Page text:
What’s going to happen is that she’ll stand outside the cubicle for the duration of the journey holding onto her bike blocking the corridor, and probably access to the loo opposite, as a consequence of poor, inflexible carriage design.

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Chris RideFar | 1 year ago
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I prefer vertical bike storage to no bike storage. Horizontal storage takes up more space, so is a reason to not include any bike space on certain trains. Making the space needed as small and compact as possible means that it can be incorporated into as many trains as possible. In an ideal world, we'd have perfect bike storage solutions on every train, but we live in the real world.

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Sriracha replied to Chris RideFar | 1 year ago
3 likes

Devil take the hindmost then? Once you uncouple the weaker from the stronger, inevitably the weaker get left behind.

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Dnnnnnn replied to Sriracha | 1 year ago
2 likes
Sriracha wrote:

Devil take the hindmost then? Once you uncouple the weaker from the stronger, inevitably the weaker get left behind.

I agree. I understand there are trade-offs but there should be decent basic standards - including making them accessible to as many people as want to use them (not just relatively strong people whose bikes have relatively skinny tyres/shallow wheels).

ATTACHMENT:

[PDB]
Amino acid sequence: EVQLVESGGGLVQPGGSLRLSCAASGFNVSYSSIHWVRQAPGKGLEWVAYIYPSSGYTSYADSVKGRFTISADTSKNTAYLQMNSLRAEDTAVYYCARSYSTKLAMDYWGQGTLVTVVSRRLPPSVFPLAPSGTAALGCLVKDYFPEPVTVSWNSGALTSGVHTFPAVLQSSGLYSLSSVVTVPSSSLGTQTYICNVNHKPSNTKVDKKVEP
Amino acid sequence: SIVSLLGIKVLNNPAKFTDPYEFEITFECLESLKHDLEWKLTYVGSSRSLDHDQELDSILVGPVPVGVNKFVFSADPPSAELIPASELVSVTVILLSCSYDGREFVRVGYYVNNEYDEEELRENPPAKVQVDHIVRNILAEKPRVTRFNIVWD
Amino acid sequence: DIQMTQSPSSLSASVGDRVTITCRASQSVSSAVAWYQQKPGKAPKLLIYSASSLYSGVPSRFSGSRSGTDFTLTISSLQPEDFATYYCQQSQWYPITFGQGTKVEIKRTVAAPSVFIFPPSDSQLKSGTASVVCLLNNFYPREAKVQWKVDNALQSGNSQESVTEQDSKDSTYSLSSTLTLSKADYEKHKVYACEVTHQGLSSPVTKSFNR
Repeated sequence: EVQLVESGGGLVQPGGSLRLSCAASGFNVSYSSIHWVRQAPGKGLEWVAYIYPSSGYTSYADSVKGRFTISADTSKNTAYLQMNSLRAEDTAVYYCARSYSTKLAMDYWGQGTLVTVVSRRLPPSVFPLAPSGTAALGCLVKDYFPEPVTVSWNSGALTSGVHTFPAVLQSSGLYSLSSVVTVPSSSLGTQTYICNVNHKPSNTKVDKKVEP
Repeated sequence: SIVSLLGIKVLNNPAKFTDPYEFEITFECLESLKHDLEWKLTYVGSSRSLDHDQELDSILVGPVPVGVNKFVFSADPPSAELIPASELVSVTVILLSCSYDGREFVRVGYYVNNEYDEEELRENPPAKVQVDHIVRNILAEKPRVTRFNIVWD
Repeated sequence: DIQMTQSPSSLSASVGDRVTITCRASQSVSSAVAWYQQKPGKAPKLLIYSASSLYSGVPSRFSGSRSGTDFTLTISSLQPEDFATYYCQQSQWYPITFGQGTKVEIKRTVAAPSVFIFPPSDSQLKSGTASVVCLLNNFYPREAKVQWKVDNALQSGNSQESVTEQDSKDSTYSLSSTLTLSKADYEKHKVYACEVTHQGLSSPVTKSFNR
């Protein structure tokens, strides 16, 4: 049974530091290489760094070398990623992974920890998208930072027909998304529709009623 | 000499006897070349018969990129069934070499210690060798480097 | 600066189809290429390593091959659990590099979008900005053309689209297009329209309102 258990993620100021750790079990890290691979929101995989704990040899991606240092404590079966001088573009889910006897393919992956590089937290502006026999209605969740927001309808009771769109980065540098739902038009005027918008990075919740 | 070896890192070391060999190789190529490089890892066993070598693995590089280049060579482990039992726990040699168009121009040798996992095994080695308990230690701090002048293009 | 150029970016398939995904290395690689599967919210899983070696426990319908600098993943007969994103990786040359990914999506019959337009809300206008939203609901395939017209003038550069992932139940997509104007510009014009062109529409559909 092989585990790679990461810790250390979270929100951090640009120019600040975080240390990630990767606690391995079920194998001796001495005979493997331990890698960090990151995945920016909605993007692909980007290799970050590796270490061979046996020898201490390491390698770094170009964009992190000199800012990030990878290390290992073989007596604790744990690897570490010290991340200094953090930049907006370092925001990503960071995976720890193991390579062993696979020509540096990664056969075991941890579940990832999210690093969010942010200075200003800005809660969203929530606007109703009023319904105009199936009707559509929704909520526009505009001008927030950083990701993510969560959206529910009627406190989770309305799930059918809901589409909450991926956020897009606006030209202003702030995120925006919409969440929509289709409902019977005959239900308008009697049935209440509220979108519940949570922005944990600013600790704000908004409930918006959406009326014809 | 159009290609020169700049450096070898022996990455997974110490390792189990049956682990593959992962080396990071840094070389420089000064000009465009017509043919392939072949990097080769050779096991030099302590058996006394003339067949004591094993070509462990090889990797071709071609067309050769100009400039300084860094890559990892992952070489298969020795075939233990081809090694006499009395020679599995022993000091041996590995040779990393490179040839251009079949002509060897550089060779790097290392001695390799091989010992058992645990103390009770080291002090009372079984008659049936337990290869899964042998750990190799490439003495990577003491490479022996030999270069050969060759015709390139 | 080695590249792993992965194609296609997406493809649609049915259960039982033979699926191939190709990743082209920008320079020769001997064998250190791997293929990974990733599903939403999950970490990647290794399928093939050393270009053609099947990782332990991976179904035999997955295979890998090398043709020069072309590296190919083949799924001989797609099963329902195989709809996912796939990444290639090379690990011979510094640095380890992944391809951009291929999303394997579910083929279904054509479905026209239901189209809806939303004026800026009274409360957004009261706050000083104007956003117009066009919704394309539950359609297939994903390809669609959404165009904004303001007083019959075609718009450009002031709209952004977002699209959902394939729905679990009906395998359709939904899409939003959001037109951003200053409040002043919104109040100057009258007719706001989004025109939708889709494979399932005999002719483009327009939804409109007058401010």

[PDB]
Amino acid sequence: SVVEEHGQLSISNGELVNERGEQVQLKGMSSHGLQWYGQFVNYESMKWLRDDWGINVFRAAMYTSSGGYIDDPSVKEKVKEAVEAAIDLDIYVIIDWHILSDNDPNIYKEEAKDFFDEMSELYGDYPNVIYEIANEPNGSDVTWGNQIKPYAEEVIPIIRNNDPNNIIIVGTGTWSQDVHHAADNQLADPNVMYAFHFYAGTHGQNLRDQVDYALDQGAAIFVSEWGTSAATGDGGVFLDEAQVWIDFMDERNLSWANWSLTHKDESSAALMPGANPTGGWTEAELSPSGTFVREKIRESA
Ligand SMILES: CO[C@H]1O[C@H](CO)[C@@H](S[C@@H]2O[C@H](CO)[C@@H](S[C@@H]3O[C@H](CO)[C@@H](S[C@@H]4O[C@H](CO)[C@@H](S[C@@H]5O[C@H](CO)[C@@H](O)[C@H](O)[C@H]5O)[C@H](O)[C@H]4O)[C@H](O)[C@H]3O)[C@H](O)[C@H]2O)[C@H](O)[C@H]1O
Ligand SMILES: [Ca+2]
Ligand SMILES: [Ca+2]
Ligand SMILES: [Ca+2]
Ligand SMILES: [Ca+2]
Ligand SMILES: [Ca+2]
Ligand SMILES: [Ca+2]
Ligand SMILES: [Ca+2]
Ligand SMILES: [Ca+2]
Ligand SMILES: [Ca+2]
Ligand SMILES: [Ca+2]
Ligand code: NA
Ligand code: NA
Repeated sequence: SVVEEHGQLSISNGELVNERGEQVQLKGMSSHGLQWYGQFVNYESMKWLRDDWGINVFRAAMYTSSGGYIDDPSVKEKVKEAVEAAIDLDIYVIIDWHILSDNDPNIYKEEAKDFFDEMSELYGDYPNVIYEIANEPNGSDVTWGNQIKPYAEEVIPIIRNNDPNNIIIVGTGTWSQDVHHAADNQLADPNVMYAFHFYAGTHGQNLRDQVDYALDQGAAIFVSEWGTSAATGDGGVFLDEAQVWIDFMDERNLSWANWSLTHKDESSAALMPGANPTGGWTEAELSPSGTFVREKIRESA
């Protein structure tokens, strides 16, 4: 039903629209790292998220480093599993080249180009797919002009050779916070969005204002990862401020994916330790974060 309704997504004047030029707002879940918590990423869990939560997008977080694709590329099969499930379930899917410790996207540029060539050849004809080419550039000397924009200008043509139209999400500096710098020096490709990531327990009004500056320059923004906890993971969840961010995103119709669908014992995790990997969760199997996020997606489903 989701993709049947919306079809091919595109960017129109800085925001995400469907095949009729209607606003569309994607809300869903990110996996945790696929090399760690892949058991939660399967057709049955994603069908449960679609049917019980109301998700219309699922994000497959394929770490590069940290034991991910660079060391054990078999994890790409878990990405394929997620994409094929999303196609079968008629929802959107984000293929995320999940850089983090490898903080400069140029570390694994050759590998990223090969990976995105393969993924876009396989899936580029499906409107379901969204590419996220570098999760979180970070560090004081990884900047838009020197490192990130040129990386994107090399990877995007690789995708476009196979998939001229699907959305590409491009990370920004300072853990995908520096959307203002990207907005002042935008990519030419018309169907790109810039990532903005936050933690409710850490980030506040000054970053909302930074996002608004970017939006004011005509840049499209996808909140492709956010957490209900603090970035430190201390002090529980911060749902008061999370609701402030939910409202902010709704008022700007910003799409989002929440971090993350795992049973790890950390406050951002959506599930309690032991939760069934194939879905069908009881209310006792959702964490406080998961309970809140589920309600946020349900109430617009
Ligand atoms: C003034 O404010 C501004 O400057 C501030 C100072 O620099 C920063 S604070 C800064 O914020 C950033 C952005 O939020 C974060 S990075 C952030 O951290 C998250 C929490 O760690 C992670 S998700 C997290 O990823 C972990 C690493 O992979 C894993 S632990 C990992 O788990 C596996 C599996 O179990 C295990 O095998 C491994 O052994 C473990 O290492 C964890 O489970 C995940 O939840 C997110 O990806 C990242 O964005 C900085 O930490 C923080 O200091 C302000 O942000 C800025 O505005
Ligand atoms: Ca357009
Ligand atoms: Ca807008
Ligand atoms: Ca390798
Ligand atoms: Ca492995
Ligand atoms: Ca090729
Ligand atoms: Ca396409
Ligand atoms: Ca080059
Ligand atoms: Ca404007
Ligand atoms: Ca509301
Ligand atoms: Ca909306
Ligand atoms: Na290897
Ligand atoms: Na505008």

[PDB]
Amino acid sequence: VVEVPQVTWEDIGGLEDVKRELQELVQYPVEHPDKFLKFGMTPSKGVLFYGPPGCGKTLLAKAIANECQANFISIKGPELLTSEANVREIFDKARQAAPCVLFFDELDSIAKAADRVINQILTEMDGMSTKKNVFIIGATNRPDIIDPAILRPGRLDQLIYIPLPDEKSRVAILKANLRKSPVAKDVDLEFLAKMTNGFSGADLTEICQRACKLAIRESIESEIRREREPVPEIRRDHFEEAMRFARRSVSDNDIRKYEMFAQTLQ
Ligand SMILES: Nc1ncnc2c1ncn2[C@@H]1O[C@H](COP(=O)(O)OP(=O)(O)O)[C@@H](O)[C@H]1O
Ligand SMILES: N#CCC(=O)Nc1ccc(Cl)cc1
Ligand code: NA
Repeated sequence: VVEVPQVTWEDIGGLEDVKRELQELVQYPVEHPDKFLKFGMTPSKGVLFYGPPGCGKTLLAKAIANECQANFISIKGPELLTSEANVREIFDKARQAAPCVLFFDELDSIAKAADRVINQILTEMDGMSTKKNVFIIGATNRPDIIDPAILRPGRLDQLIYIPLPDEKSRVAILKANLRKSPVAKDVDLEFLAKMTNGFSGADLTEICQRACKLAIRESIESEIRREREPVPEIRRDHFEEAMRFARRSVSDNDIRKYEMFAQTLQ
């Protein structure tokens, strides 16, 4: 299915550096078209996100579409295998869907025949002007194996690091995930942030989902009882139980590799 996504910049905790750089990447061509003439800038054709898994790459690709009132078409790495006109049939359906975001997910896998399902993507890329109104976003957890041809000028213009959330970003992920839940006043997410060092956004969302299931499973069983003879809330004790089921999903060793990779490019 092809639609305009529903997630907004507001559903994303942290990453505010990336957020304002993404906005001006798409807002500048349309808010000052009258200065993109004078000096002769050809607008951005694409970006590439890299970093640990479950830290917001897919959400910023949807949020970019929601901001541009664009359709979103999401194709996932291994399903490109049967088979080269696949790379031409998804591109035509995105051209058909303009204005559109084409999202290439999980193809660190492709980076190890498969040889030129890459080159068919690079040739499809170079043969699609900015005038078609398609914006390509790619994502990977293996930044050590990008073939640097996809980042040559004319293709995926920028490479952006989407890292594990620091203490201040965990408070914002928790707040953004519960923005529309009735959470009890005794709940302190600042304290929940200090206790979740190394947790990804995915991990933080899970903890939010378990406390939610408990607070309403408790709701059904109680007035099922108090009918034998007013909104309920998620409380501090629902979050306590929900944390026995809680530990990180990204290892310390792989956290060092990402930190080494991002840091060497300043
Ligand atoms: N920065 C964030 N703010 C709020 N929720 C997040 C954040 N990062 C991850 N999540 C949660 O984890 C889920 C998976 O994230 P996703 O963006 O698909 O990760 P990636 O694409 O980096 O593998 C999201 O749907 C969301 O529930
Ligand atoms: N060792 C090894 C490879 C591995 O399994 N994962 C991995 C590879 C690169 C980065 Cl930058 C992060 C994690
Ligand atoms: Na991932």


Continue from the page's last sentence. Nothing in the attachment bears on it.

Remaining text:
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stonojnr | 1 year ago
2 likes

Some rail expert, if he thinks HS2 will make a difference to local services on the EAST Coast main line.

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Dnnnnnn replied to stonojnr | 1 year ago
7 likes

It will. By taking away the higher-speed services to Scotland, etc. it frees up space for slower trains, such as local ones which are about stopping at places along the way, not just passing them en route further afield.

Cutting HS2 short might tip the balance as to which expresses follow which route (will it still be quicker to Leeds via the truncated HS2 route - I dunno) but it should still free up capacity.

Trying to fit trains with different speeds and stopping patterns on the same line eats up capacity (i.e. train 'paths' per hour). We already have four-track sections of some busy routes to allow faster trains to pass but there's little scope to do more of that. Think of HS2 as adding 'fast(er) lines' or a bypass to the East (and West) coast route(s) - just not alongside the existing tracks.

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stonojnr replied to Dnnnnnn | 1 year ago
1 like

HS2 is about capacity on the West Coast Mainline, which is the busiest mixed use line in Europe and is at full capacity, its completely disingenuous and misleading to say HS2 is about providing more stopping local services on the ECML as a result

It would be like a highways expert saying an extra lane on the M6 will really help everyone driving to towns or cities along the M1.

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Dnnnnnn replied to stonojnr | 1 year ago
0 likes

It's certainly more about the West than the East (and the loss of the Leeds leg doesn't help) - but it's not entirely one or the other. If you took away many of the  40ish cross-border trains each day from Kings Cross, that creates a lot of capacity for different types of east coast services.
I think I'll go with Gareth's view for now.

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David9694 | 1 year ago
6 likes